Establishing the benchmark – the WRC visits Portugal
Loose surfaces, blind corners, and a reliable litmus test – the Rally de Portugal sets the standard.
Thu 11.04.13, 11:11AM
This week the FIA World Rally Championship visits Portugal, for the fourth round of the 2013 season.
Beginning in Vilamoura and working its way around the twisty hill roads of Faro, the Rally de Portugal covers 1,639.89 kilometres across 15 stages, including a street stage around Lisbon’s Praça do Império.
The 2013 route is largely similar to 2012, but two stages – Ourique and Loulé – have been reversed either partially or fully, while the Almodovar Power Stage has been increased by 17kms.
One of the favourites this weekend is Sebastien Ogier, a two-time winner in the Algarve. But VW are managing expectations, preferring to talk about the opportunities for assessment offered by the Portuguese event. For Volkswagen, part of the appeal of the Rally de Portugal is the litmus test the rally will provide for the season to come.
Widely viewed as the first event on the calendar which is characteristic of the rallies to come – it is the second of six consecutive gravel rallies, but the first traditional loose surface event – it will provide the manufacturer with an important assessment of the Polo R WRC compared with its rivals.
“After three completely different rallies at the start of the season, the first ‘typical’ WRC rally awaits us in Portugal,” Volkswagen Motorsport Director Jost Capito said. “Tough gravel routes, spring temperatures and – unlike at the Rally Mexico – stages at just above sea level: we will probably come across the same kind of conditions at the coming rallies in Argentina, Greece and Italy.
“As such, the Rally Portugal provides us with another important indicator of what the Polo R WRC is capable of. Furthermore, we will also send a third driving pair into action at every rally from now on, in the form of Andreas Mikkelsen and Mikko Markkula. Andreas and Mikko have already been very successful in the Intercontinental Rally Challenge, and are now deservedly taking the next step into the pinnacle of rallying.”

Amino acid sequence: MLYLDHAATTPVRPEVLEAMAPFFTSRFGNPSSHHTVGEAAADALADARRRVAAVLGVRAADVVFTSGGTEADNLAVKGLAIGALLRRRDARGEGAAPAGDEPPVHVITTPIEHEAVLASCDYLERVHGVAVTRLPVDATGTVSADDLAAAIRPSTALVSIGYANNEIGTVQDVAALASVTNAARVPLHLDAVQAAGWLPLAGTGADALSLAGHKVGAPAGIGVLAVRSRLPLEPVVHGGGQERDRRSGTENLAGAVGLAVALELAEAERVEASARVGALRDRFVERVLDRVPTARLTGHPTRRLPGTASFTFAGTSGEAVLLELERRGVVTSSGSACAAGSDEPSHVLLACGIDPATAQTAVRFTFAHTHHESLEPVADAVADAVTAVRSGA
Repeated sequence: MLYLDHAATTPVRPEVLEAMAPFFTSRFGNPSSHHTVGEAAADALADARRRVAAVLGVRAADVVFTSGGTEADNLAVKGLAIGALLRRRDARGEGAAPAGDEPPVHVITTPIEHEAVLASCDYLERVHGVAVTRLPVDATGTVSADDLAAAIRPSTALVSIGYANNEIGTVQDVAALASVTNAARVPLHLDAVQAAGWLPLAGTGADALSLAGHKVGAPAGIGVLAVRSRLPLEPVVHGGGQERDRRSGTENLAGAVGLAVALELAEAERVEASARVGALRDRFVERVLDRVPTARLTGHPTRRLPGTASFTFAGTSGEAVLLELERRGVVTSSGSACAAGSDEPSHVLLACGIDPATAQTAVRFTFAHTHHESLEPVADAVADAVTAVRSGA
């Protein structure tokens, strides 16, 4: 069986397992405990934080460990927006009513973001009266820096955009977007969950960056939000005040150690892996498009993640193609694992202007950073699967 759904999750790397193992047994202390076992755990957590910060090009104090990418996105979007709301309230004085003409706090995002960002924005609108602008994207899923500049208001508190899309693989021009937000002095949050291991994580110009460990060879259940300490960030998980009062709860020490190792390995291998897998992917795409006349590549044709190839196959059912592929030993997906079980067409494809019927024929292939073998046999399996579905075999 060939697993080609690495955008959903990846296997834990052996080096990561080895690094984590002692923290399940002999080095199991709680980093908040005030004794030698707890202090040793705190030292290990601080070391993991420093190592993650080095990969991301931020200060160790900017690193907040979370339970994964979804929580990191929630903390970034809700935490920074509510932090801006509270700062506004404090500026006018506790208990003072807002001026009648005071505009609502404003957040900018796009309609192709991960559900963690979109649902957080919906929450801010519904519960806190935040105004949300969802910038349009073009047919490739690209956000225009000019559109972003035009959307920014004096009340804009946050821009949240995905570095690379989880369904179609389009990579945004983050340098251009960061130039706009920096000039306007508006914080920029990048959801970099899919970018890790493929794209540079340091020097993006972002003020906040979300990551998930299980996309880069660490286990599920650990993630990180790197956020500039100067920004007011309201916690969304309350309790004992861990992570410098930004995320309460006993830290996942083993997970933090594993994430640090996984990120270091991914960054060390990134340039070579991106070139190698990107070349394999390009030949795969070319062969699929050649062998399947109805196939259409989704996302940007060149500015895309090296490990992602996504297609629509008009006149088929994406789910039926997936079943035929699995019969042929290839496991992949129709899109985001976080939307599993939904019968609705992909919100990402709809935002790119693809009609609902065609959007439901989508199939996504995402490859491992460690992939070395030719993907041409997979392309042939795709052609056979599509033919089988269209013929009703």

After a difficult weekend in Mexico, Citroen took advantage of the long break between rallies to do some testing in Portugal. While the results of that test remain to be seen, the team can take heart from Dani Sordo’s convincing win at the Fafe Rally Sprint, the now traditional warm-up to the WRC event. Ogier was forced to withdraw from the event due to illness, but is back on form and looking forward to the weekend.
“We saw at the Rally Mexico that the Polo R WRC is also competitive on gravel, and that is important,” Ogier said. “The coming rally in Portugal is another good indication of where we stand, and will be particularly interesting because those will be the kind of conditions we will come up against most often in the WRC: hard gravel and stages not much above sea level. I am confident that we will follow on from our excellent recent performances in Portugal.”
Making an appearance for Citroen will be former F1 star Robert Kubica, fresh off his strong performance on the first day of the ERC’s Rally Canary Islands. The Polish racer will be making his WRC debut in a specially modified Citroen DS3 RRC.